Sleep Med Psychophysiol.  1997 Dec;4(2):172-180.

Characteristics of Patients Who Need Hypnotics on the Night before Elective Surgery

  • 1Department of Psychiatry, Chonnam National University Medical School, Kwangju, Korea.


OBJECTS: This study was carried out to investigate characteristics of patients who need hypnotics on the night before elective surgery as well as contributing variables for the necessity of hypnotics.
After reviewing the clinical charts of patients who were scheduled to receive surgery by general anesthesia the following day, researchers had semistructural interviews with patients. In addition, Spielberger's State-Trait Anxiety Inventory(SSTAI), Beck Depression Inventory(BDI), Zung's Self-Rating Pain and Distress Scale (ZPDS), and Presleep and Postsleep Questionnaires were administered to patients. A total of 167 patients, who gave reliable information, were divided into two groups based on subjective judgement regarding the necessity for hypnotics on the night before surgery; 29 eligibles for hypnotics and 138 non-eligibles for hypnotics. Demographic and clinical characteristics of patients, some possible factors affecting sleep, psychological characteristics of patients and daytime status and nighttime sleep before surgery were compared between the two groups. In addition, discriminant function analysis was done to find the variables which would best discriminate among patients who differ in terms of necessity for hypnotics on the night before surgery.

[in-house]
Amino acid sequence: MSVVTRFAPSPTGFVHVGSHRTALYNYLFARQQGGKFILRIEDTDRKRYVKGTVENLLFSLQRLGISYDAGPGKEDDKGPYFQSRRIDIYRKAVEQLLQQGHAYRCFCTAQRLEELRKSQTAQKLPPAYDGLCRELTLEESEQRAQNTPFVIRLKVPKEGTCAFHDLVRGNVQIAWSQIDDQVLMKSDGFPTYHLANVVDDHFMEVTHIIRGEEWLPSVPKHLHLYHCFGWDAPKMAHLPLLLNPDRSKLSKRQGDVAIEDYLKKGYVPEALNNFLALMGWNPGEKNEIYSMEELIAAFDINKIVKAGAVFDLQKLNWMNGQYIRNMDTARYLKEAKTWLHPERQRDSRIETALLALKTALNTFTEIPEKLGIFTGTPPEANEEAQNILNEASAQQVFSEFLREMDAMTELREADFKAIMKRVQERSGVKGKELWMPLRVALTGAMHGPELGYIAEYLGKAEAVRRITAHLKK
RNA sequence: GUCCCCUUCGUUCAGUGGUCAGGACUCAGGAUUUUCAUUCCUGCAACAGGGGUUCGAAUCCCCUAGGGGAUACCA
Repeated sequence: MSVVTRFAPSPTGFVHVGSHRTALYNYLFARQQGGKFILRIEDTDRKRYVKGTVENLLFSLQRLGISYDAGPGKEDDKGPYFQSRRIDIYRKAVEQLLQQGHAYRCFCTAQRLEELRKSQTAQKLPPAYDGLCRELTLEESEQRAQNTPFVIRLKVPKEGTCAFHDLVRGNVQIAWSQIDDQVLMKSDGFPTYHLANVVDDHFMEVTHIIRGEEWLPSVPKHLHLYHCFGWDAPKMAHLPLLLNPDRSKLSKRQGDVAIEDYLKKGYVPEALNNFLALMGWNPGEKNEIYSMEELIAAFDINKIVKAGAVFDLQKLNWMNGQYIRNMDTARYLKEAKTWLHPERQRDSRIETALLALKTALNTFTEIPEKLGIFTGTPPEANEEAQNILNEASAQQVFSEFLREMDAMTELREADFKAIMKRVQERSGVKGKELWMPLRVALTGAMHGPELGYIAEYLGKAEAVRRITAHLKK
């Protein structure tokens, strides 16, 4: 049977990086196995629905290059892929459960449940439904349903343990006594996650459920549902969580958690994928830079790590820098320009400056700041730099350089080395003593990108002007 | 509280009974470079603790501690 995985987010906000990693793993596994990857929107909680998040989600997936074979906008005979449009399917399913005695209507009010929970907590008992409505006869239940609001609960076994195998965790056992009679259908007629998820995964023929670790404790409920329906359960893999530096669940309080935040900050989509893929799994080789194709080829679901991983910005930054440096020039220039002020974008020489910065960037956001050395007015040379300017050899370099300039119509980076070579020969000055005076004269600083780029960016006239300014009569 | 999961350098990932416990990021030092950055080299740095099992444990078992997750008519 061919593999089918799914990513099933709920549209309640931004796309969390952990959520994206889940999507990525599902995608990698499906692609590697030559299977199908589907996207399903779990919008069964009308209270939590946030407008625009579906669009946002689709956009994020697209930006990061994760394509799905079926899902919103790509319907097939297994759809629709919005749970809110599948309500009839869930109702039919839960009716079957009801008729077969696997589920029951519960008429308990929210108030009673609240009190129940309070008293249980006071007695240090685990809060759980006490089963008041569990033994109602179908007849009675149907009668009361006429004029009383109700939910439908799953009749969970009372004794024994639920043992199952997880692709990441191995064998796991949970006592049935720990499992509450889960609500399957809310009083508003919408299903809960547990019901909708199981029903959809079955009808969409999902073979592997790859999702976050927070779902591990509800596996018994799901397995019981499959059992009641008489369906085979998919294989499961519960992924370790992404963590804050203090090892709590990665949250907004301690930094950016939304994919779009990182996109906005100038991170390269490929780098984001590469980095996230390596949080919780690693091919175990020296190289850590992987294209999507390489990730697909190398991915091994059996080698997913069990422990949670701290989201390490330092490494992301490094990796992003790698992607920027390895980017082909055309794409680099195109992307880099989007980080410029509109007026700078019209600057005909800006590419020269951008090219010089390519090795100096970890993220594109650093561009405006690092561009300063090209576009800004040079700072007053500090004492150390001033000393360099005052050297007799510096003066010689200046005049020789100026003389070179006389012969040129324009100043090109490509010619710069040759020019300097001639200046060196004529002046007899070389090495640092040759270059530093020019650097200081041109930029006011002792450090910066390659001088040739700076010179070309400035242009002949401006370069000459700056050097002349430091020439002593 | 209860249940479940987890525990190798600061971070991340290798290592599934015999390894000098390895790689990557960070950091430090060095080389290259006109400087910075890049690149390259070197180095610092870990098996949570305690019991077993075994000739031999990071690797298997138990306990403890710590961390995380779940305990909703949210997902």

There was no difference in demographic and clinical characteristics between the two groups; however, the satisfaction level with ward environment was significantly lower in the eligible group for hypnotics than the non-eligible group. Psychologically, the eligible group for hypnotics, compared to the non-eligible group, showed significantly more severe depression, pain, and distress; whereas anxiety level was not different between the two groups. For nighttime sleep before surgery, the eligible group for hypotics, compared to the non-eligible group, expected poorer sleep before retiring and in fact, reported poorer sleep the following morning. In discriminant function analysis,'expectation for sleep' and 'pain and distress' were the most potent contributors to discriminate the necessity of hypnotics.
For the improvement of the patient's sleep on the night before elective surgery, giving hypnotics and/or analgesics should be determined by patient's opinion about the necessity of the drugs rather than by the therapist's own judgement or any other objective indices.


Elective Surgery; Sleep; Hypnotics
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